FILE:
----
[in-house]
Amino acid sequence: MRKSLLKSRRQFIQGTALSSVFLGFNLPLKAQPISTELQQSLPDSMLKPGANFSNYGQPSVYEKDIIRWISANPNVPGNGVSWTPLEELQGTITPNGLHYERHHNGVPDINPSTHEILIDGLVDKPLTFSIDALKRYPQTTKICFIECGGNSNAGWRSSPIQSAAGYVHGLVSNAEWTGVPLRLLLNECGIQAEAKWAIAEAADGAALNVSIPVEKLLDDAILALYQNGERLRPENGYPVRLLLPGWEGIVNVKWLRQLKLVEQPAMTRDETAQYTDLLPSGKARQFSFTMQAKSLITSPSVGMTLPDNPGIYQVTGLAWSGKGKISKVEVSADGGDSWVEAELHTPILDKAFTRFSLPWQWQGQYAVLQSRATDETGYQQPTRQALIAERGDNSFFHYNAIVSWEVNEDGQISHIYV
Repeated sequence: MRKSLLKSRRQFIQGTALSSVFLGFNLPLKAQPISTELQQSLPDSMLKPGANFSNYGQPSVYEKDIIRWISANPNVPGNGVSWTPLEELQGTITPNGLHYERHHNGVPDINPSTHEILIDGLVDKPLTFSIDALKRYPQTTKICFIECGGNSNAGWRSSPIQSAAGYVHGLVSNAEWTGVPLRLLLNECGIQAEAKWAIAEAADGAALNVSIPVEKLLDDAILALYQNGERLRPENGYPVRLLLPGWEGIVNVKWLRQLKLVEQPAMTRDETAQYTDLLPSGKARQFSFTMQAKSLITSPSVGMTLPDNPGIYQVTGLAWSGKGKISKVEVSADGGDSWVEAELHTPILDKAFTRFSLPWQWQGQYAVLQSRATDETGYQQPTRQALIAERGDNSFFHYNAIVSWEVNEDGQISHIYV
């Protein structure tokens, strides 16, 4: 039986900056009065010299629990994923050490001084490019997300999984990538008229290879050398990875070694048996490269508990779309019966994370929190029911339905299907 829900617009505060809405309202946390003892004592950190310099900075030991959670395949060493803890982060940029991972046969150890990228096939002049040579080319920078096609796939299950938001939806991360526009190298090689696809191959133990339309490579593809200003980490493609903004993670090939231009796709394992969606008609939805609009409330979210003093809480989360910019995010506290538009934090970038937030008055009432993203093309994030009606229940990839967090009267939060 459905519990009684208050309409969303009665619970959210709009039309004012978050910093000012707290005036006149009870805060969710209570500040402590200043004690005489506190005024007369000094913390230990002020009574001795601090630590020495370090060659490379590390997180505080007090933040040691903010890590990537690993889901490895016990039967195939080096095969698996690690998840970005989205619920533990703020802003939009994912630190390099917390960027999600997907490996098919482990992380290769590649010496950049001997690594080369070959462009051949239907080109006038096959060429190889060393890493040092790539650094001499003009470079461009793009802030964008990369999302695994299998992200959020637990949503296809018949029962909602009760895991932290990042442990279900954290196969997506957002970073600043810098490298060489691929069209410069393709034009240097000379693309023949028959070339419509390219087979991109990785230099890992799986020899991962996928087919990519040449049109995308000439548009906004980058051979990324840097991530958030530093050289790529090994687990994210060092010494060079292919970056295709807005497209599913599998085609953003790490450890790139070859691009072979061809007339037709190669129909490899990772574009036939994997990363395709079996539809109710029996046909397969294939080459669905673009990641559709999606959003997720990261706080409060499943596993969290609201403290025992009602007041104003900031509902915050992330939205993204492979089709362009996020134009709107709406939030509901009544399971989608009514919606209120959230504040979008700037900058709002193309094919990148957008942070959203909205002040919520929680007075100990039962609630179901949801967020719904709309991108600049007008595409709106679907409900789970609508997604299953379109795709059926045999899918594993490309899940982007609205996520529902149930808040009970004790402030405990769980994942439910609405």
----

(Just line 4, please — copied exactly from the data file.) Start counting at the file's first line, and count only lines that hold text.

């Protein structure tokens, strides 16, 4: 039986900056009065010299629990994923050490001084490019997300999984990538008229290879050398990875070694048996490269508990779309019966994370929190029911339905299907 829900617009505060809405309202946390003892004592950190310099900075030991959670395949060493803890982060940029991972046969150890990228096939002049040579080319920078096609796939299950938001939806991360526009190298090689696809191959133990339309490579593809200003980490493609903004993670090939231009796709394992969606008609939805609009409330979210003093809480989360910019995010506290538009934090970038937030008055009432993203093309994030009606229940990839967090009267939060 459905519990009684208050309409969303009665619970959210709009039309004012978050910093000012707290005036006149009870805060969710209570500040402590200043004690005489506190005024007369000094913390230990002020009574001795601090630590020495370090060659490379590390997180505080007090933040040691903010890590990537690993889901490895016990039967195939080096095969698996690690998840970005989205619920533990703020802003939009994912630190390099917390960027999600997907490996098919482990992380290769590649010496950049001997690594080369070959462009051949239907080109006038096959060429190889060393890493040092790539650094001499003009470079461009793009802030964008990369999302695994299998992200959020637990949503296809018949029962909602009760895991932290990042442990279900954290196969997506957002970073600043810098490298060489691929069209410069393709034009240097000379693309023949028959070339419509390219087979991109990785230099890992799986020899991962996928087919990519040449049109995308000439548009906004980058051979990324840097991530958030530093050289790529090994687990994210060092010494060079292919970056295709807005497209599913599998085609953003790490450890790139070859691009072979061809007339037709190669129909490899990772574009036939994997990363395709079996539809109710029996046909397969294939080459669905673009990641559709999606959003997720990261706080409060499943596993969290609201403290025992009602007041104003900031509902915050992330939205993204492979089709362009996020134009709107709406939030509901009544399971989608009514919606209120959230504040979008700037900058709002193309094919990148957008942070959203909205002040919520929680007075100990039962609630179901949801967020719904709309991108600049007008595409709106679907409900789970609508997604299953379109795709059926045999899918594993490309899940982007609205996520529902149930808040009970004790402030405990769980994942439910609405």